Rafterys was busy with lunchtime diners as Tom carried his tray towards a table.
‘How do, Tom?’ said Chops Egan, who was easing himself into his customary spot nearby.
‘Not bad,’ said Tom. ‘I brought the fine weather with me.’
‘Fair play,’ agreed Chops. ‘Did you get to the match?’
‘No. Sat in front of the TV. We never looked like winning on the day, I thought. I expected better.’
Chops nodded glumly. His downcast look was accentuated by his posture. He ate with his forearms resting on he table edge on either side of his plate as if he was protecting his food from some potential predator. Because of his crouched position, he was obliged to lower his head towards his fork each time he wanted to take a mouth-full.
‘Even after a poor first half, I thought that we might come out fighting after the break,’ said Chops. ‘But we only done worse in the second half.’
His face brightened.
‘Here’s himself. He’ll be as contrary as a bag of weasels ‘.
‘Call them home, Chops,’ said Patsy nodding towards his companion’s feet as he sat at the opposite side of the table.
‘Jasus! I thought you’d be over the match by by now,’ muttered Chops. ‘It’s not as if getting pasted in Croke Park is new to us.’
There was a lull in the conversation as they concentrated on their food.
‘Well, Patsy,’ said an elderly man seated nearby. ‘Out with it. Where did Mayo go wrong on Sunday? You were cock sure that we were going to win.’
Tom noticed that all eyes were on Patsy as they expected some witticism regarding the latest underperformance by the county team. Patsy waited for a few seconds, probably for impact, and then laid down his knife.
‘I’ve come to the conclusion that Mayo will never win an All Ireland and, what’s more, we don’t deserve to. The problem is that football doesn’t mean enough to Mayo people and that’s bound to reflect in the lack of achievement among the players.’
‘Ah, hold your horses there, Patsy,’ said Chops. ‘Mayo people are mad for their football. When we get to Croke Park, it brings the whole county to a standstill. Flags and banners on every pole and car and there’s hardly a person left at home to milk the cows on the day of the big match.’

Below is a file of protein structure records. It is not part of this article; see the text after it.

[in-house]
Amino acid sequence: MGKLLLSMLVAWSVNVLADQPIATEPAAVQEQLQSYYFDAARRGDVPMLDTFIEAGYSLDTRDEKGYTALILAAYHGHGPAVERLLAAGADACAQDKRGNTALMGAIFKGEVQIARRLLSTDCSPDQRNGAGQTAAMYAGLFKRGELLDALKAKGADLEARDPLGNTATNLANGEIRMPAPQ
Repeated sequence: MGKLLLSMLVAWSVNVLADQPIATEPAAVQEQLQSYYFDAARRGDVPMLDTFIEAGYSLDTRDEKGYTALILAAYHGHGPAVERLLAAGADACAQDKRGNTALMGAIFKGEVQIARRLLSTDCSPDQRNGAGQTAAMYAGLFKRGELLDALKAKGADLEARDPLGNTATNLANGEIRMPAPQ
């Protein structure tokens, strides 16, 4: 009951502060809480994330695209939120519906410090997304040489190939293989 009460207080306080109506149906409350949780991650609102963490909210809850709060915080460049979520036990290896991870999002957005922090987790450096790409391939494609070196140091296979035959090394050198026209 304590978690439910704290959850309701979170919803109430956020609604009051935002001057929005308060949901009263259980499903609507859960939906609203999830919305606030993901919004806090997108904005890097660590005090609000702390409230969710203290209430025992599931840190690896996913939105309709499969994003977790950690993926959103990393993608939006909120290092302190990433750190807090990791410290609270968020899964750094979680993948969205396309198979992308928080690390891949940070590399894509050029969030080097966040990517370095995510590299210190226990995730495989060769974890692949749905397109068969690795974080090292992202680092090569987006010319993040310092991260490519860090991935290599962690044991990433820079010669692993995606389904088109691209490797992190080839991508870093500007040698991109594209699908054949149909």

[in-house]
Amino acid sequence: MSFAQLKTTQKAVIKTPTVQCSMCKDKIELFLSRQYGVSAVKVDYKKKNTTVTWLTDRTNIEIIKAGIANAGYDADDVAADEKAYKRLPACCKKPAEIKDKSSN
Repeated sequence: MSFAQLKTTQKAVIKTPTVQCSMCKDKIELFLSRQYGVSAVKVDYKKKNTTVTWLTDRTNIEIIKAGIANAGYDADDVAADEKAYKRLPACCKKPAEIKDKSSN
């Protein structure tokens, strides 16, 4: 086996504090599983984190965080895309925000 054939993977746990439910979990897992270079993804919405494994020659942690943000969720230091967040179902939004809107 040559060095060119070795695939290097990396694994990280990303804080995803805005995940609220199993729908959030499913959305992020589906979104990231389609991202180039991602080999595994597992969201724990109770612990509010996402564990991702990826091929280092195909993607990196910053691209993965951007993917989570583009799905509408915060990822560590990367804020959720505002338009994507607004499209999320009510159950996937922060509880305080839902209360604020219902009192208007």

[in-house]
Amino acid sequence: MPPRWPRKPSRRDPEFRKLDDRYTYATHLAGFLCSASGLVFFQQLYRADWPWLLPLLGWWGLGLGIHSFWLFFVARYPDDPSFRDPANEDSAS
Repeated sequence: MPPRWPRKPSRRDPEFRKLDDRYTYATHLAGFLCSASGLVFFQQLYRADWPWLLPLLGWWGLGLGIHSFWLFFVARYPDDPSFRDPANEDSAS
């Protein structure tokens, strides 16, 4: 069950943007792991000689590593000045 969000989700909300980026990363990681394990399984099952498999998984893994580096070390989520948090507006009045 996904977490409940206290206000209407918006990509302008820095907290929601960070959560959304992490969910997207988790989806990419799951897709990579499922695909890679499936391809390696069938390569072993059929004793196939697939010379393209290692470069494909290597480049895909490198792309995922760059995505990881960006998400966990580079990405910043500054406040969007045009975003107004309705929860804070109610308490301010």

‘He has a point,’ agreed the man who posed the question.
‘I agree that we’ll go in droves to the matches and we’ll cover the county in red and green. But I’m not talking about that. What about after we lose? I’ll tell you what we do. We shrug our shoulders and get on with things or have a chat and a joke.’
‘Surely that’s the way it should be. It’s not a matter of life and death. It’s only sport when all is said and done.’
Patsy triumphantly slammed his palm down on the table.
‘Isn’t that what I’m saying! But did you ever try to talk to a Meath person after they are knocked out of the championship? Or someone from Kerry or Tyrone or Armagh? They will be so sick that they won’t even talk to you about football. You see, it IS a matter of life and death to them. They hate losing and will not hesitate to blame all and sundry including the players. If Mayo lose a Connaught Final, we are disappointed but we shrug our shoulders and then we wish the best of luck to the team that beat us. But if Galway lose, they want the team that beat them to get hammered. Am I right, Tom? You have lived most of your life outside this godforsaken county.’
‘You might have a point. If you drive through Meath on the morning of a big match, the towns and villages are festooned with flags. But, if Meath lose, almost all the flags will be gone by the evening. It’s as if they can’t bear to be reminded that they lost. In Mayo, the flags would still be waving two or three months later.’
‘As I said, it just doesn’t mean enough to us,’ said Patsy. ‘Ask people from other parts of Ireland what they think of Mayo people and they’ll tell you we’re grand, generous, kind people. But the real truth is that Mayo people are too soft. You have to be ruthless in order to win an All Ireland nowadays and we are far too nice.’